Saline use on the decline at Vanderbilt following landmark studies
Vanderbilt University Medical Center is encouraging its medical providers to stop using saline as intravenous fluid therapy for most patients, a change provoked by two companion landmark studies released today that are anticipated to improve survival and decrease kidney complications.
Saline, used in medicine for more than a century, contains high concentrations of sodium chloride, which is similar to table salt. Vanderbilt researchers found that patients do better if, instead, they are given balanced fluids that closely resemble the liquid part of blood.
"Our results suggest that using primarily balanced fluids should prevent death or severe kidney dysfunction for hundreds of Vanderbilt patients and tens of thousands of patients across the country each year," said study author Matthew Semler, MD, MSc, assistant professor of Medicine at Vanderbilt University School of Medicine.
"Because balanced fluids and saline are similar in cost, the finding of better patient outcomes with balanced fluids in two large trials has prompted a change in practice at Vanderbilt toward using primarily balanced fluids for intravenous fluid therapy."
The Vanderbilt research, published today in the New England Journal of Medicine, examined over 15,000 intensive care patients and over 13,000 emergency department patients who were assigned to receive saline or balanced fluids if they required intravenous fluid.
In both studies, the incidence of serious kidney problems or death was about 1 percent lower in the balanced fluids group compared to the saline group.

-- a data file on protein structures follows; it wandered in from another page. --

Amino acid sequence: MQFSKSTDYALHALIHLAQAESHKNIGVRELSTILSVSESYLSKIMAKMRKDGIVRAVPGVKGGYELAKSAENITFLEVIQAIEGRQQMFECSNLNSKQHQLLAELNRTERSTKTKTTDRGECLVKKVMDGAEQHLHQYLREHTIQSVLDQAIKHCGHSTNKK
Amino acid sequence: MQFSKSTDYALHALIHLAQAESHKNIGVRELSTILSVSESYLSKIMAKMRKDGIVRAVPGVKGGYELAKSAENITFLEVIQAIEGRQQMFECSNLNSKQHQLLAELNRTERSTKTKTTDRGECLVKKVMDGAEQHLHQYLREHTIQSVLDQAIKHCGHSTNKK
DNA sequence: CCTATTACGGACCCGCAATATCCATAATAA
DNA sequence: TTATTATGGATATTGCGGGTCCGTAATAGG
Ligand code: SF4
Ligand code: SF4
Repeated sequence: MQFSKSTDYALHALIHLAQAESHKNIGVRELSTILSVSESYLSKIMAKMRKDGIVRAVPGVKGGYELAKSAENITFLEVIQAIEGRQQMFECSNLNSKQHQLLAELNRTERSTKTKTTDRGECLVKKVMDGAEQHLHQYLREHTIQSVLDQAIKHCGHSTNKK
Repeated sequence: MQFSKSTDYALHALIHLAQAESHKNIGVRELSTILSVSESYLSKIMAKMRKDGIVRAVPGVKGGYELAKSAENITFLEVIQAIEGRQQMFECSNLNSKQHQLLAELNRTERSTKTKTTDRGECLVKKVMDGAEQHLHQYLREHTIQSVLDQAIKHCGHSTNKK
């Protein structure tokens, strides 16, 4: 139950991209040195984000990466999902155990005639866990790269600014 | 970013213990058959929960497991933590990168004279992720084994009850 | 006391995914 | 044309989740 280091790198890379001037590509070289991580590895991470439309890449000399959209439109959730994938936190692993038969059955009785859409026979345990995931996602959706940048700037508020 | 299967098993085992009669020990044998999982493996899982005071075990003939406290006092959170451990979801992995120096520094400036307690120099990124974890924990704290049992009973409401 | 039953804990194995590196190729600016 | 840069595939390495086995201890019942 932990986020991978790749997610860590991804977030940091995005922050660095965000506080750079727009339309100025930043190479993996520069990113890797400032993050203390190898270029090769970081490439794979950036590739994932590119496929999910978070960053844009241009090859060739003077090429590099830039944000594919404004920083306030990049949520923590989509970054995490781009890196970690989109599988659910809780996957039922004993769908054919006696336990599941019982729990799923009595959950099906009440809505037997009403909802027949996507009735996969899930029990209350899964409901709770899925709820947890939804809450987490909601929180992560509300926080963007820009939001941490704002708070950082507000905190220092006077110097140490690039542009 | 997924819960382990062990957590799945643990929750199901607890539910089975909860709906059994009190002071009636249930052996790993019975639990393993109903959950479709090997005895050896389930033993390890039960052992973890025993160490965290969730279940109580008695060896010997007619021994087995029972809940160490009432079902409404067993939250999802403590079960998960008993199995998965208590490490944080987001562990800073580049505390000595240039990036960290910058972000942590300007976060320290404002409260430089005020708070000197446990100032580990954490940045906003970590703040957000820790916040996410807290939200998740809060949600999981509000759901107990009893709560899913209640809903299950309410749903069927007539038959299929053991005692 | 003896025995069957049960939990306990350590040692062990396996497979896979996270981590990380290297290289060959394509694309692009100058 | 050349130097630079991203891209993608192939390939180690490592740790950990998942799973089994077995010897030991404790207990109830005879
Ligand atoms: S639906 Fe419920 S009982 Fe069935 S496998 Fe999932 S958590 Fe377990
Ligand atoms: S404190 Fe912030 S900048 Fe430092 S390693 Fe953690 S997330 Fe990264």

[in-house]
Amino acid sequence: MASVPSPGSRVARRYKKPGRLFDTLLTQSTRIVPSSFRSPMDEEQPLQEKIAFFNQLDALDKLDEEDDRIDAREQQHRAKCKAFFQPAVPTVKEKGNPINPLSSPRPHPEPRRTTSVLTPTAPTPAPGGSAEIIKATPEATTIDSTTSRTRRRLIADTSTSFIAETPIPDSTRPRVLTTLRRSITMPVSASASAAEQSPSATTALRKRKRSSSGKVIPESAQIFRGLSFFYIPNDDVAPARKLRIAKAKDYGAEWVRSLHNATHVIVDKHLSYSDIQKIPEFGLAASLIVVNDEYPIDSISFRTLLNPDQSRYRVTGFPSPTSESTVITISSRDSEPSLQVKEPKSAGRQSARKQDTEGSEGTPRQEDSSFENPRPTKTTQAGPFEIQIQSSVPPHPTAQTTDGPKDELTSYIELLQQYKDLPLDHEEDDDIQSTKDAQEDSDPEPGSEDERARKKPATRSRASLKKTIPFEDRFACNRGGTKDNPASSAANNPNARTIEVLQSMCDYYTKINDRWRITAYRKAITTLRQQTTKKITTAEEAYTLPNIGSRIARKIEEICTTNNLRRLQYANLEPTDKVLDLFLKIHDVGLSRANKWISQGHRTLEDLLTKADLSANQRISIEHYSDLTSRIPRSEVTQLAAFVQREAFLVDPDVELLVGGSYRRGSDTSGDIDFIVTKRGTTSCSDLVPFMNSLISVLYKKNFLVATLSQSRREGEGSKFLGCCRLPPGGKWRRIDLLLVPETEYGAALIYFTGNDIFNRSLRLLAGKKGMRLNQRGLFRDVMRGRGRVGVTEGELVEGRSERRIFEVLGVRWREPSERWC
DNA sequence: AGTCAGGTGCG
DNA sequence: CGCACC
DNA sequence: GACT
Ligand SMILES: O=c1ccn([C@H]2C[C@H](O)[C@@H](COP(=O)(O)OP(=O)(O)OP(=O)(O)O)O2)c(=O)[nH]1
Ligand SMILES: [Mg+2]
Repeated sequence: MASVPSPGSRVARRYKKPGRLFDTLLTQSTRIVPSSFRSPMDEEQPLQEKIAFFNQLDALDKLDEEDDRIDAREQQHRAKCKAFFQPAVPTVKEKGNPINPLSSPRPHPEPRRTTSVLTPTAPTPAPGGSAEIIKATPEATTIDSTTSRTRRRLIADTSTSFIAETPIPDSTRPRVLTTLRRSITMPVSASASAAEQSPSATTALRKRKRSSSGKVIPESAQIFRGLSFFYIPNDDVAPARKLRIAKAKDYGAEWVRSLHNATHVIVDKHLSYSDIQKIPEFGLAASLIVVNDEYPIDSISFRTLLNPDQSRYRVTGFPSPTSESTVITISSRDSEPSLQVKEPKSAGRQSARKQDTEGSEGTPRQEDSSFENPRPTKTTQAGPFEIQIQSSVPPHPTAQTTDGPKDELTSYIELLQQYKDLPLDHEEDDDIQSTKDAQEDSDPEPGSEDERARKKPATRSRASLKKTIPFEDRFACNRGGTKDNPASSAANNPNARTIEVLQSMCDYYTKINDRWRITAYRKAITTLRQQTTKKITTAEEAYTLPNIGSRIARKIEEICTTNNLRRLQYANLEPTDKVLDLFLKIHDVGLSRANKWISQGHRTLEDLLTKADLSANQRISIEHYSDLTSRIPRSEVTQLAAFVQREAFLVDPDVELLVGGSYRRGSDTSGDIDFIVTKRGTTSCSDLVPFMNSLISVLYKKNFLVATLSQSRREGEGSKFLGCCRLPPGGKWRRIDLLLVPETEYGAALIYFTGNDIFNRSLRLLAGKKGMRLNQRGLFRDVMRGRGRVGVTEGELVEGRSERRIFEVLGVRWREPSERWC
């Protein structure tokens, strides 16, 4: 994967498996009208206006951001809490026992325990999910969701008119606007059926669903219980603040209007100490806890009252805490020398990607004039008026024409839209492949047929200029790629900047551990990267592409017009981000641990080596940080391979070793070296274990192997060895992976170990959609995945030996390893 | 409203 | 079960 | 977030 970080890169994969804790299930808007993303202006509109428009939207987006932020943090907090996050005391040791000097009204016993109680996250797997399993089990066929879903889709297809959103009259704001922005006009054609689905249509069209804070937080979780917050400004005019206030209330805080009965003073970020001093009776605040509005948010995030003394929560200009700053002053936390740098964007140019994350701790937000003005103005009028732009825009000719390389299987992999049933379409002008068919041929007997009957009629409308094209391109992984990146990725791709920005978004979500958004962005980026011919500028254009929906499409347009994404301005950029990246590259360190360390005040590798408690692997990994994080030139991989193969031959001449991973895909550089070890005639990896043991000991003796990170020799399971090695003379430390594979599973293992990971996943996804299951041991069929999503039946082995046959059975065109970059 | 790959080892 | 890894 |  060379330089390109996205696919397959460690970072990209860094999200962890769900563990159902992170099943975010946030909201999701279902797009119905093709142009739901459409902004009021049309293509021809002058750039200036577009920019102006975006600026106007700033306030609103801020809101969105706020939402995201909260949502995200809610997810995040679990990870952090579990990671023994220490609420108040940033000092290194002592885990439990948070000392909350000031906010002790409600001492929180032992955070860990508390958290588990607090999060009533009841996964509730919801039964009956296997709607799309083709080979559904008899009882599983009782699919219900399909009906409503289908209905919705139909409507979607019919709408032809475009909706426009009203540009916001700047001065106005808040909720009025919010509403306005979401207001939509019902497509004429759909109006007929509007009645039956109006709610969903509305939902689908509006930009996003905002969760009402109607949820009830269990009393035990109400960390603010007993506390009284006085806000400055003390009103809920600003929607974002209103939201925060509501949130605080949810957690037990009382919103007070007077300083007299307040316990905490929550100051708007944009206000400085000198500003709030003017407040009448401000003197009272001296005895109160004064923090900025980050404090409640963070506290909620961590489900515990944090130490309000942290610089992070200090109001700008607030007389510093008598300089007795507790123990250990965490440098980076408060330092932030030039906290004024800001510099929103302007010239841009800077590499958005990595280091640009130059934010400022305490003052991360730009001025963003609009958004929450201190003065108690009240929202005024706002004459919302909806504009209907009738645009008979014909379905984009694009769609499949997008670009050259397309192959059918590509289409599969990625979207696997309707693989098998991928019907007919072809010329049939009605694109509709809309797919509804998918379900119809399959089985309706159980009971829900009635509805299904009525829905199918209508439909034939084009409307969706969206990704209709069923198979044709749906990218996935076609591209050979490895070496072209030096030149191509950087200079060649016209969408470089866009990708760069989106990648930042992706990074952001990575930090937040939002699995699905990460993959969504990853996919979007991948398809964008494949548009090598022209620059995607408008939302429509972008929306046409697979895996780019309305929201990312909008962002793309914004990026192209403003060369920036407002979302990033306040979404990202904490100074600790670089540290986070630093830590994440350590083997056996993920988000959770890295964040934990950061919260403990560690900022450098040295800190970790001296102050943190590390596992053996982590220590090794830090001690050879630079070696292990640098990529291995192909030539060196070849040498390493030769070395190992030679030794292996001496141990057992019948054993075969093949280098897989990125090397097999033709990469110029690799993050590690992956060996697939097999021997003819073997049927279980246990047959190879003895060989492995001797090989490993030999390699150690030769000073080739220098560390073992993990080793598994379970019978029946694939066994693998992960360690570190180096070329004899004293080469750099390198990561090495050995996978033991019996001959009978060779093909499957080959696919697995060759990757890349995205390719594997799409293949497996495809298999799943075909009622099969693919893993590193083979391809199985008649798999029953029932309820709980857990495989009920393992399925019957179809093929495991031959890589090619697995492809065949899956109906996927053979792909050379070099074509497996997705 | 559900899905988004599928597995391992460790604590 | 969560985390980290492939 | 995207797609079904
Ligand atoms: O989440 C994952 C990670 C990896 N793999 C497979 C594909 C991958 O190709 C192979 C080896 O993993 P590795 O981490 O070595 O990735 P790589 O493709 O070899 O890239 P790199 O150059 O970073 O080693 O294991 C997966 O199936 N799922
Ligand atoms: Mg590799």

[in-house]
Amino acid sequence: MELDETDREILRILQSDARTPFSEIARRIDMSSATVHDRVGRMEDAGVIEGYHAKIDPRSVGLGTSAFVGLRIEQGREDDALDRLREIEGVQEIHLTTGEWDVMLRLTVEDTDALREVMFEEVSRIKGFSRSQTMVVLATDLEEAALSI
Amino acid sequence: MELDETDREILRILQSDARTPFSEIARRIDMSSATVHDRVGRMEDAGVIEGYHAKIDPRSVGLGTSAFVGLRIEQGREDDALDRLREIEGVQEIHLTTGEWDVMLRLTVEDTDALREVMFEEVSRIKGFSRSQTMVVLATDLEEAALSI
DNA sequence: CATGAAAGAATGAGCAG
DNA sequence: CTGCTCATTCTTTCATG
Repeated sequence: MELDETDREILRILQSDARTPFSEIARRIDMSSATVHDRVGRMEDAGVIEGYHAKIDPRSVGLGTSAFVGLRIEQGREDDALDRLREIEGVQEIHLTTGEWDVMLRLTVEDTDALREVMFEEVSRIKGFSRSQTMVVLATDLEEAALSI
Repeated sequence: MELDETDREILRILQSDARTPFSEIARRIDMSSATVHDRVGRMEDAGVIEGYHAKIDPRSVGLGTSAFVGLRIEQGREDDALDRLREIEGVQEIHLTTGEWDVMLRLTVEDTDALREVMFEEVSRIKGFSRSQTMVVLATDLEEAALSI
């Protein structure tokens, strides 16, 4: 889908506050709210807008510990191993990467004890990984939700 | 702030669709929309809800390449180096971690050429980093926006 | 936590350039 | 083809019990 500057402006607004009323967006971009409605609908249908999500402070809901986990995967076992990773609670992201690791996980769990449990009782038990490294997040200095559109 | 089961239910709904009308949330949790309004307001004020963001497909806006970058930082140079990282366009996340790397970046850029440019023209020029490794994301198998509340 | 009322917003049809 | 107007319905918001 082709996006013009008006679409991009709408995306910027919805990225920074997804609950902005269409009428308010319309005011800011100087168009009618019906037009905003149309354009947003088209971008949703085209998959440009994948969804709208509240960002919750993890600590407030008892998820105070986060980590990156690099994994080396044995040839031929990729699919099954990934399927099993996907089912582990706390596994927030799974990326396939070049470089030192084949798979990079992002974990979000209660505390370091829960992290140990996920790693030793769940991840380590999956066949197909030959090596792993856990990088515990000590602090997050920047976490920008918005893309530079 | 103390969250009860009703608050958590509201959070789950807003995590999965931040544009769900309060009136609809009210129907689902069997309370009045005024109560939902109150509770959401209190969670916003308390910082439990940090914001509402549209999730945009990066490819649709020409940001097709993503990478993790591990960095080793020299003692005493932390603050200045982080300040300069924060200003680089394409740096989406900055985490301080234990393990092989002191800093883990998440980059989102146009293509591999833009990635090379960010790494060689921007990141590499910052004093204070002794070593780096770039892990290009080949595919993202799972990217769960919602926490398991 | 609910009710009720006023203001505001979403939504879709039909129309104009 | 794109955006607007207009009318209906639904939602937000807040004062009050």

"The difference, while small for individual patients, is significant on a population level. Each year in the United States, millions of patients receive intravenous fluids," said study author Wesley Self, MD, MPH, associate professor of Emergency Medicine.
"When we say a 1 percent reduction that means thousands and thousands of patients would be better off," he said.
The authors estimate this change may lead to at least 100,000 fewer patients suffering death or kidney damage each year in the US.
"Doctors have been giving patients IV fluids for over a hundred years and saline has been the most common fluid patients have been getting," said study author Todd Rice, MD, MSc, associate professor of Medicine.
"With the number of patients treated at Vanderbilt every year, the use of balanced fluids in patients could result in hundreds or even thousands of fewer patients in our community dying or developing kidney failure. After these results became available, medical care at Vanderbilt changed so that doctors now preferentially use balanced fluids," he said.